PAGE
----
As tax season approaches, cryptocurrency investors and their advisors are facing heightened scrutiny. The New York State Office of the Attorney General recently announced its commitment to hold “cryptocurrency tax cheats accountable.” Taxpayers who fail to properly declare their crypto income could face treble damages, interest, and penalties under the New York False Claims Act, in addition to criminal prosecution and separate liabilities and penalties under the tax law.
A key takeaway from New York’s development is that liability is not limited to those who fail to pay their taxes. Under the New York False Claims Act, accountants, lawyers, and other tax professionals who knowingly or recklessly cause taxpayers to under-report the tax they owe from cryptocurrency transactions may also face enforcement action.
This state-level shift to threaten enforcement against gatekeepers mirrors similar rumblings from the SEC. In November, Director Grewal warned that the SEC would take a hard look at attorneys and accountants who advise their clients to walk right up to the line in the cryptocurrency space.
The federal government and several other states have increased their focus on the regulation and taxation of cryptocurrency and other digital assets. On March 9, 2022, President Biden issued an executive order calling for evolution and alignment of the federal government’s approach to digital assets with key priorities to include: consumer and investor protection; financial stability; illicit finance; U.S. leadership in the global financial system and economic competitiveness; financial inclusion; and responsible innovation. This call to action reflects the government’s desire to take more focused and coordinated steps to address the risks and cultivate the benefits of digital assets and their related technology.
From a federal tax perspective, the IRS began its focus on the taxation of “virtual” currency nearly a decade ago. Over the years, the IRS disseminated guidance in this area including IRS Notice 2014-21, IRB 2014-16 (and related FAQs), Rev. Rul. 2019-24, IRS Chief Counsel Memorandum 202114040, and others. These authorities generally provide that virtual currencies are treated as property (not fiat currency) for federal income tax purposes, and they describe how existing tax principals apply to various virtual currency transactions.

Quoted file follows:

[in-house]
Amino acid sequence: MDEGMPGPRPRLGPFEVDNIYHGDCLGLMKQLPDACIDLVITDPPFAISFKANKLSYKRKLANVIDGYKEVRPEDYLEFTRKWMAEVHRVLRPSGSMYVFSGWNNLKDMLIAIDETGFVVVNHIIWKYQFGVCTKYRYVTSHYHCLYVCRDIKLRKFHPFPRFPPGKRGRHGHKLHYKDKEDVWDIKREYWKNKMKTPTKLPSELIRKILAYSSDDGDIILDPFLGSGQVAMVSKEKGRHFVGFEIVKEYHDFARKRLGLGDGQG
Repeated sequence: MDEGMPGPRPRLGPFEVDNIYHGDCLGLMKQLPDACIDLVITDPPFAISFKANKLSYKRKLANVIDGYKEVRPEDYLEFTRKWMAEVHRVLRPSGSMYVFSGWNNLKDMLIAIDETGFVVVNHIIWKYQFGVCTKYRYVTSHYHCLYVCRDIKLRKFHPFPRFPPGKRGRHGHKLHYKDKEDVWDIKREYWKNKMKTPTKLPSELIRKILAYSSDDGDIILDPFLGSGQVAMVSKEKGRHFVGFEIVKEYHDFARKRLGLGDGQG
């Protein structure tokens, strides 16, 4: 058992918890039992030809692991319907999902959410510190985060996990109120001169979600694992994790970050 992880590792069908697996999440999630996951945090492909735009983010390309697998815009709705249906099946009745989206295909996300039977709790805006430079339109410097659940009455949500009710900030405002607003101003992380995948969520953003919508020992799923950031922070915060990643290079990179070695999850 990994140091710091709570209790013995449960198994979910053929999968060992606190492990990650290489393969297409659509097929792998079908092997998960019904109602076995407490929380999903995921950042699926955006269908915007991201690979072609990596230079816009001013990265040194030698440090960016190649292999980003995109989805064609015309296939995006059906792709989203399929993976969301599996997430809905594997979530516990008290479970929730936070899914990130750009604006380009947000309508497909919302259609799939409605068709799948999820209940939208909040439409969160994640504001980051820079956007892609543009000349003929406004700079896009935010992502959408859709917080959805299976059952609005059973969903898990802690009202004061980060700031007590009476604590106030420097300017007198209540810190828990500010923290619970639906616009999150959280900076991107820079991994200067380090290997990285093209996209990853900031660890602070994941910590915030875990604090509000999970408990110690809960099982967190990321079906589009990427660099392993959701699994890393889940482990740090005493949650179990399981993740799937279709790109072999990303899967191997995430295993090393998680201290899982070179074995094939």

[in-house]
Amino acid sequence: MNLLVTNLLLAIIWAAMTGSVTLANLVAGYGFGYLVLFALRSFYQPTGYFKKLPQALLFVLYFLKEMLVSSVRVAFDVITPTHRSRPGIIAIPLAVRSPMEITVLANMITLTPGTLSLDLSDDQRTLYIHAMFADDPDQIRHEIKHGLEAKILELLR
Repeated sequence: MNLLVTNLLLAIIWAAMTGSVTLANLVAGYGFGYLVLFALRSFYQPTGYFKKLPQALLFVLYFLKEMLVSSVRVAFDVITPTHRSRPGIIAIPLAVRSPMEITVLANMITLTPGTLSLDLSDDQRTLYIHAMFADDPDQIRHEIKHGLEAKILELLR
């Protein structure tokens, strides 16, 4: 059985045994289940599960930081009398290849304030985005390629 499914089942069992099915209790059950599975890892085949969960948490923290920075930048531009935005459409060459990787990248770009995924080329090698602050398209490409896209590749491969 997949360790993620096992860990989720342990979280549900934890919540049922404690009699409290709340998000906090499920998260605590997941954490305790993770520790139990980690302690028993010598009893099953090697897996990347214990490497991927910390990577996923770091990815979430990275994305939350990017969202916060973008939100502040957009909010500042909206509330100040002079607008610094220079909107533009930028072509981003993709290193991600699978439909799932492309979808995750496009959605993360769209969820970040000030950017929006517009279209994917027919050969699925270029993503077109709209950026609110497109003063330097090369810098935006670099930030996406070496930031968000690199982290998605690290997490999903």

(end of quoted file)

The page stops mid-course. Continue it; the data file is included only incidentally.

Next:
Furthermore, the IRS Priority Guidance Plan for 2021-2022, which outlines the IRS’s priorities for allocating resources to matters most important to taxpayers and tax administration, includes as its focus: (i) general guidance concerning virtual currency; and (ii) regulations regarding information reporting on virtual currency under Sec. 6045 of the Internal Revenue Code.
Both New York and New Jersey have joined a handful of states in addressing the tax treatment of virtual currencies from an income, sale/exchange and sales tax perspective. California Attorney General Rob Bonta recently acknowledged that crypto is an “area of concern.” The current tone of the rhetoric from our legislative and executive branches suggests that tax authorities will continue to focus more on providing detailed rules applicable to taxation, reporting, and compliance with respect to digital assets.
It remains to be seen whether the tough talk from state and federal enforcers leads to an uptick in prosecutions, but it would behoove crypto traders and their professional advisors to make sure all their i’s are dotted and t’s are crossed this tax season.
If you have questions regarding the application of recent guidance, regulations or laws, please reach out to one of the authors.